There were hints of wear and tear prior to Thursday's massive emigration. In their feeds and direct messages, users reported seeing more spam and scams. Missing tweets were reported by engineers. Strange error messages were presented to users.
Nothing crucial has been damaged as of yet. Yet.
"There is a betting pool for when that happens," one of the engineers was quoted as saying in the AP report. None of the engineers divulged their names because of fear of retaliation from Musk that could impact their careers and finances.
Another user warned that Twitter might crash if "high volume suddenly comes in" as servers were shutting down.
"World Cup is the biggest event for Twitter. That is the first thing you learn when you onboard at Twitter," he said.
The earlier layoffs of curation staff were already having an impact on Twitter's trending pages. Musk tweeted on Tuesday that he had started deactivating "microservices" that he viewed as pointless "bloatware."
"Less than 20% are actually needed for Twitter to work!" he tweeted.
Engineers objected, saying Musk was ignorant of the subject.
"Microservices are how most modern large web services organise their code to allow software engineers to work quickly and efficiently," says Gergely Orosz, author of the Pragmatic Engineer blog and a former Uber programmer.
These services are numerous, and they each manage a different feature. Instead of testing the removal of microservices in a simulated real-world setting, Musk's team appears to have been updating Twitter live on everyone's computers.
And in fact, one microservice that users use to log into Twitter and confirm their identity via SMS message briefly went down. Two-factor authentication is the term for it.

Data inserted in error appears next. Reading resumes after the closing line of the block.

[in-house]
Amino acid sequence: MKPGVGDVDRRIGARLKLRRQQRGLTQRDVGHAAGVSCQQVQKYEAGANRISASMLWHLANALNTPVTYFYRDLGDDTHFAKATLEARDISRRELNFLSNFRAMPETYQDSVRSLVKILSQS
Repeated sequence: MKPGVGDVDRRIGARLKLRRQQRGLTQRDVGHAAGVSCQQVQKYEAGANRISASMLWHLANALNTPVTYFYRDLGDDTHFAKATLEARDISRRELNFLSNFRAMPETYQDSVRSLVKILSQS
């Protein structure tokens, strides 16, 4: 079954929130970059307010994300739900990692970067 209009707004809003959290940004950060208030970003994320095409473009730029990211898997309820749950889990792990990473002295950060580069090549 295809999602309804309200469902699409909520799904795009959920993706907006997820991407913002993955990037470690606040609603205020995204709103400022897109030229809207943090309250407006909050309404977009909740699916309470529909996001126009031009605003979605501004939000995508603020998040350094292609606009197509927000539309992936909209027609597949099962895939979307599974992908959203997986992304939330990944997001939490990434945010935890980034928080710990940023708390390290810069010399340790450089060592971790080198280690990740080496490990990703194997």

"You have hit the limit for SMS codes. Try again in 24 hours," Twitter advised when a reporter tried to download their microblogging history archive. Luckily, the email verification alternative worked.
With the exception of team leaders, who were all laid off, engineering team clusters had decreased from about 15 people before Musk to three or four before the resignations on Thursday, according to one of the recently separated Twitter engineers who worked in core services.
More institutional knowledge left after that, and it cannot be replaced immediately.
"Everything could break," the programmer said.
The engineers claim that training to work an on-call rotation for some services takes six months. Programmers must always be available due to such rotations. If the person on call is unfamiliar with the code base and is frantically paging through reference manuals, failures may occur.
"If I stayed I would have been on-call constantly with little support for an indeterminate amount of time on several additional complex systems I had no experience in," tweeted Peter Clowes, an engineer who took the severance.
"Running even relatively boring systems takes people who know where to go when something breaks," said Blaine Cook, Twitter's founding engineer, who left in 2008.
He thinks it's dangerous to pare down a programming team to its bare minimum without first bug-proofing the code.
"It is like saying, these firefighters are not doing anything. So, we will just fire them all."
The engineers are also worried that Musk will stop supporting the tools needed for removing illegal content from Twitter or that there won't be enough staff to maintain them.
Another issue to be concerned about is hackers. Minimizing damage when they have previously violated the system depends on spotting them quickly and expelling them.
The cybersecurity team at Twitter underwent a significant PR setback in August when Peiter Zatko, the highly regarded security chief let go by the company earlier this year, filed a whistleblower complaint declaring the platform to be a cybersecurity mess. It is unclear how Musk's Twitter housecleaning has affected the group.
"So much of the security infrastructure of a large organisation like Twitter is in people's heads," said Graham, the cybersecurity veteran. "And when they are gone, you know, it all goes with them.

Christopher J. Mitchell